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The “This Dish Changed Me” program encourages students at San Francisco State University to share life-changing food stories.

Student food memories strengthen connections in the dining hall

At San Francisco State University, the dining team promotes a variety of cultural traditions and encourages student involvement through a program called “This Dish Changed Me.”

When HeeBong Hyun was a child, her mother used to make a special meal on rainy days: kimchi pancake, a classic Korean dish typically made from a combination of wheat flour, egg, seasonings, and lots of kimchi. The taste of a hot pancake, eaten as soon as it came out of the pan, was a comforting contrast to the dreary outdoors. Today, it’s a comforting memory of her late mother.

This is the memory that came to mind when Hyun, general manager of the Sodexo dining team at San Francisco State University, came up with an idea to help connect university students with each other and with important meals. She was driving home, listening to a podcast called “This Movie Changed Me.” What if, she thought, our team could start a program called “This Dish Changed Me” to help students learn about and celebrate different food memories and traditions?


The dining team highlighted a culturally diverse array of student food stories: Hawaiian loco moco, fried rice, meatloaf, green enchiladas, and steak.

Hyun set to work. The dining team put together an online form and solicited food stories from students at the urban campus of about 24,000 undergraduates. Students were asked to tells stories about dishes that changed their lives.

They ended up with five student stories that highlighted a variety of dishes from different cultures and published each one on a poster alongside photos of the student and the dish that meant so much to them. The posters hung in a dedicated spot in the dining hall and stayed there for the remainder of the academic year.

A third-year student in international business told the story of her host mother’s meatloaf, a dish she tried for the first time when she was an exchange student in high school—a very different dish than the home cooking she was used to in her native Thailand.

A senior chemistry student waxed nostalgic about a grandfather’s fried rice, a vehicle for leftovers that became a childhood comfort food. Another senior remembered his mother’s green enchiladas, a staple in their Mexican-American household, especially on celebratory occasions.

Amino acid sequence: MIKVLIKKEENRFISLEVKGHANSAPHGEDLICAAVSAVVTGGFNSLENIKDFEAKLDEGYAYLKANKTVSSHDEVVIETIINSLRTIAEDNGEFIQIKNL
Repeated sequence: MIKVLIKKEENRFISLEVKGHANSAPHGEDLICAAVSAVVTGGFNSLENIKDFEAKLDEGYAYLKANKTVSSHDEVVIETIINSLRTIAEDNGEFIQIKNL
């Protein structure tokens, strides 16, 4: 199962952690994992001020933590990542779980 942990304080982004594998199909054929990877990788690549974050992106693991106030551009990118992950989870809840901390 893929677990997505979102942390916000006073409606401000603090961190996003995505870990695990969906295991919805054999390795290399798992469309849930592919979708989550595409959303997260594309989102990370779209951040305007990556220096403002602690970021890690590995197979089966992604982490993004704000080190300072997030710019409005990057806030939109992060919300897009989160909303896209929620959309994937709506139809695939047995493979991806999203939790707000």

A freshman psychology student talked about a bowl of Hawaiian comfort food: loco moco, rice topped with a hamburger patty, gravy and a fried egg with green onions as a garnish. And a senior astrophysics major spoke fondly of the steaks his dad made and about how proud he was to learn to cook them himself using his dad’s technique.

In honor of this last story, the dining team made steaks to promote the program, a one-day offering that tried to mimic the recipe as the student wrote it.

Students have been receptive to the program. Hyun notes that whenever she talks with students about the program or shares her own story with them, it prompts people to share their own. Everyone, she says, has a food story.

“I got really excited about this,” says Hyun, who has a background in healthcare. “I’m a dietitian and I thought a lot about therapeutic nutrition, about what food and nutrition mean to people.” She adds that the “unmeasurable” things are just as important. “The environment and the time [it takes to] prepare our foods and the ambience is as important as food itself. The holistic approach to what a meal can provide [is important], not only to a population in a hospital, but to any population you may serve. It could be K-12. It could be a university. It could be seniors. It could be end-of-life people—wherever you may serve.”

Asked how the program benefits the work they do, Hyun talks about the big picture. “We believe that serving food is more than just serving foods. It is, really, nurturing and providing a space where people can gather together, share, and build a community. And what better way to encourage that than to share stories about a dish that you really remember and that may have changed you?”

The dining team is planning to continue running the program during the current academic year, promoting a new batch of food stories every three to four months. Hyun says they promote the program through social media, advertise in the halls, and task interns with talking to individual students and student groups to encourage people to come forward with stories.

If an organization would like to do something similar, Hyun says they “first have to believe that the food is more than just food. And…that the place where you serve the food has to provide the warmth, the community, and the shared space. It’s really about how food is social and communal. And then it’s all about promoting and telling the story.”

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